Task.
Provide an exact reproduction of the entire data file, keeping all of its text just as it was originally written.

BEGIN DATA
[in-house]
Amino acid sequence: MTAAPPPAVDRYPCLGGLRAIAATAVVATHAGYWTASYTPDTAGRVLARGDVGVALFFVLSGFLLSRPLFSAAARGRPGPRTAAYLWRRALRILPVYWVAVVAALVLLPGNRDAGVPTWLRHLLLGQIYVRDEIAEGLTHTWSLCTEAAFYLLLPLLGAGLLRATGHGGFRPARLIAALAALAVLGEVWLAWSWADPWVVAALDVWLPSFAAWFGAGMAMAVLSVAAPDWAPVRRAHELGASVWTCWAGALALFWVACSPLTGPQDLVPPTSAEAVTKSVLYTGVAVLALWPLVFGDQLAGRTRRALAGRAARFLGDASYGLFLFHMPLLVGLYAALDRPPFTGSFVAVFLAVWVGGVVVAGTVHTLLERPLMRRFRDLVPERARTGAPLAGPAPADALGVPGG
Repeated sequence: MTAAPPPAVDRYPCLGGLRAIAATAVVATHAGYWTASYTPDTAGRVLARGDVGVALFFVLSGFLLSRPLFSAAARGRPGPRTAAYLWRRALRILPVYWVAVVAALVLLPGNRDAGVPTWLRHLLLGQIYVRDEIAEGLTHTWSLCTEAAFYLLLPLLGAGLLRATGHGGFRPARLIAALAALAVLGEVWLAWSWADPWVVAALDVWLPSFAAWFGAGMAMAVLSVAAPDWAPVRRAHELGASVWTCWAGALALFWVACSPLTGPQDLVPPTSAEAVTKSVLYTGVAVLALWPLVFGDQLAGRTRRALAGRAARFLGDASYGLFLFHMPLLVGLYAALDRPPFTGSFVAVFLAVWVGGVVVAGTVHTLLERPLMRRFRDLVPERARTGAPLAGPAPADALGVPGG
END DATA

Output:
[in-house]
Amino acid sequence: MTAAPPPAVDRYPCLGGLRAIAATAVVATHAGYWTASYTPDTAGRVLARGDVGVALFFVLSGFLLSRPLFSAAARGRPGPRTAAYLWRRALRILPVYWVAVVAALVLLPGNRDAGVPTWLRHLLLGQIYVRDEIAEGLTHTWSLCTEAAFYLLLPLLGAGLLRATGHGGFRPARLIAALAALAVLGEVWLAWSWADPWVVAALDVWLPSFAAWFGAGMAMAVLSVAAPDWAPVRRAHELGASVWTCWAGALALFWVACSPLTGPQDLVPPTSAEAVTKSVLYTGVAVLALWPLVFGDQLAGRTRRALAGRAARFLGDASYGLFLFHMPLLVGLYAALDRPPFTGSFVAVFLAVWVGGVVVAGTVHTLLERPLMRRFRDLVPERARTGAPLAGPAPADALGVPGG
Repeated sequence: MTAAPPPAVDRYPCLGGLRAIAATAVVATHAGYWTASYTPDTAGRVLARGDVGVALFFVLSGFLLSRPLFSAAARGRPGPRTAAYLWRRALRILPVYWVAVVAALVLLPGNRDAGVPTWLRHLLLGQIYVRDEIAEGLTHTWSLCTEAAFYLLLPLLGAGLLRATGHGGFRPARLIAALAALAVLGEVWLAWSWADPWVVAALDVWLPSFAAWFGAGMAMAVLSVAAPDWAPVRRAHELGASVWTCWAGALALFWVACSPLTGPQDLVPPTSAEAVTKSVLYTGVAVLALWPLVFGDQLAGRTRRALAGRAARFLGDASYGLFLFHMPLLVGLYAALDRPPFTGSFVAVFLAVWVGGVVVAGTVHTLLERPLMRRFRDLVPERARTGAPLAGPAPADALGVPGG